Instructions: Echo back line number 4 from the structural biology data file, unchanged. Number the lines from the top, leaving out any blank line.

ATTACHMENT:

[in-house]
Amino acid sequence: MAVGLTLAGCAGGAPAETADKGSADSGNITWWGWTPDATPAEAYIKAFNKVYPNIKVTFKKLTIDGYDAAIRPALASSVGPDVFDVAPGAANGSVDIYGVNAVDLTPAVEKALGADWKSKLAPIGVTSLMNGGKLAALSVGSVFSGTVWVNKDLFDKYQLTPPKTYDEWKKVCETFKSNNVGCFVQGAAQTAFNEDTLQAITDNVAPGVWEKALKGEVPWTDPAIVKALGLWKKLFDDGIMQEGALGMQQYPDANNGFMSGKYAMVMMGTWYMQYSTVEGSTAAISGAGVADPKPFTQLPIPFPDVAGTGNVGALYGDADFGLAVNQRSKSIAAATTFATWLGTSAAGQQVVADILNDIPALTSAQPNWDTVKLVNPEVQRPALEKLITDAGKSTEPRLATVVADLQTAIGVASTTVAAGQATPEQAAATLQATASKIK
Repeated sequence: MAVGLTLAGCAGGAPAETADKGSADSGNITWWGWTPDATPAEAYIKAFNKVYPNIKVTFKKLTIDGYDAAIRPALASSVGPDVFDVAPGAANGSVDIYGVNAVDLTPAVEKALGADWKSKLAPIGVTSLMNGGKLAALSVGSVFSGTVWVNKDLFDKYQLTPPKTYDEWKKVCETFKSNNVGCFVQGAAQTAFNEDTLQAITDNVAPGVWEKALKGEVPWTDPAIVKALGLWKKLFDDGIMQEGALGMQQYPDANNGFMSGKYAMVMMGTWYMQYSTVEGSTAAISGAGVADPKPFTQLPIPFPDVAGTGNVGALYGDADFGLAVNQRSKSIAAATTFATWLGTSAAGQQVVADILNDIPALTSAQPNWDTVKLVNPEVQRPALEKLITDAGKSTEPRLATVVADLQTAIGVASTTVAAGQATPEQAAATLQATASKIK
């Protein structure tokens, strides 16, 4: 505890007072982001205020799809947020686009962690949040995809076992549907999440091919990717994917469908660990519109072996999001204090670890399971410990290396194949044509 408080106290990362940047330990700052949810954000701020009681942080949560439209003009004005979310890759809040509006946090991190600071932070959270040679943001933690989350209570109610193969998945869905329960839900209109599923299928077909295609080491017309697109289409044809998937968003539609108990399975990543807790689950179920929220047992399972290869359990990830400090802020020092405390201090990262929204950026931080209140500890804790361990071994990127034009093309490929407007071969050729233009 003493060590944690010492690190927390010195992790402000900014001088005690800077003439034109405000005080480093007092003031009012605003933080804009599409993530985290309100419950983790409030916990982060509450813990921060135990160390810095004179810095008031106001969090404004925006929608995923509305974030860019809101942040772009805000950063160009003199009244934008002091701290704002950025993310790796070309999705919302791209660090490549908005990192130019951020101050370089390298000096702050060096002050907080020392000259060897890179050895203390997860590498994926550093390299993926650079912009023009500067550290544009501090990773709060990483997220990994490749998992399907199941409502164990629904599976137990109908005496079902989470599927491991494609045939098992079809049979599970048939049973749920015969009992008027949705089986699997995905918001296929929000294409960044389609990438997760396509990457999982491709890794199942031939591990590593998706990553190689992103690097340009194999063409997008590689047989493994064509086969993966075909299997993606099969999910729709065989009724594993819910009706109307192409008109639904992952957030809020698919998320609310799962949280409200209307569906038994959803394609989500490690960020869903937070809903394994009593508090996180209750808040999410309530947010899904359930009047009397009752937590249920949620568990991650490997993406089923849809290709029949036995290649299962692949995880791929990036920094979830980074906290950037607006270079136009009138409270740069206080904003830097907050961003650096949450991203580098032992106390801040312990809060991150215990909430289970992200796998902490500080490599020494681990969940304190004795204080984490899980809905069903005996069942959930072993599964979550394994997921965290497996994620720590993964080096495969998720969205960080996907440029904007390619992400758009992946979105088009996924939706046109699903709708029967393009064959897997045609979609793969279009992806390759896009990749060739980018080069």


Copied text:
């Protein structure tokens, strides 16, 4: 505890007072982001205020799809947020686009962690949040995809076992549907999440091919990717994917469908660990519109072996999001204090670890399971410990290396194949044509 408080106290990362940047330990700052949810954000701020009681942080949560439209003009004005979310890759809040509006946090991190600071932070959270040679943001933690989350209570109610193969998945869905329960839900209109599923299928077909295609080491017309697109289409044809998937968003539609108990399975990543807790689950179920929220047992399972290869359990990830400090802020020092405390201090990262929204950026931080209140500890804790361990071994990127034009093309490929407007071969050729233009 003493060590944690010492690190927390010195992790402000900014001088005690800077003439034109405000005080480093007092003031009012605003933080804009599409993530985290309100419950983790409030916990982060509450813990921060135990160390810095004179810095008031106001969090404004925006929608995923509305974030860019809101942040772009805000950063160009003199009244934008002091701290704002950025993310790796070309999705919302791209660090490549908005990192130019951020101050370089390298000096702050060096002050907080020392000259060897890179050895203390997860590498994926550093390299993926650079912009023009500067550290544009501090990773709060990483997220990994490749998992399907199941409502164990629904599976137990109908005496079902989470599927491991494609045939098992079809049979599970048939049973749920015969009992008027949705089986699997995905918001296929929000294409960044389609990438997760396509990457999982491709890794199942031939591990590593998706990553190689992103690097340009194999063409997008590689047989493994064509086969993966075909299997993606099969999910729709065989009724594993819910009706109307192409008109639904992952957030809020698919998320609310799962949280409200209307569906038994959803394609989500490690960020869903937070809903394994009593508090996180209750808040999410309530947010899904359930009047009397009752937590249920949620568990991650490997993406089923849809290709029949036995290649299962692949995880791929990036920094979830980074906290950037607006270079136009009138409270740069206080904003830097907050961003650096949450991203580098032992106390801040312990809060991150215990909430289970992200796998902490500080490599020494681990969940304190004795204080984490899980809905069903005996069942959930072993599964979550394994997921965290497996994620720590993964080096495969998720969205960080996907440029904007390619992400758009992946979105088009996924939706046109699903709708029967393009064959897997045609979609793969279009992806390759896009990749060739980018080069």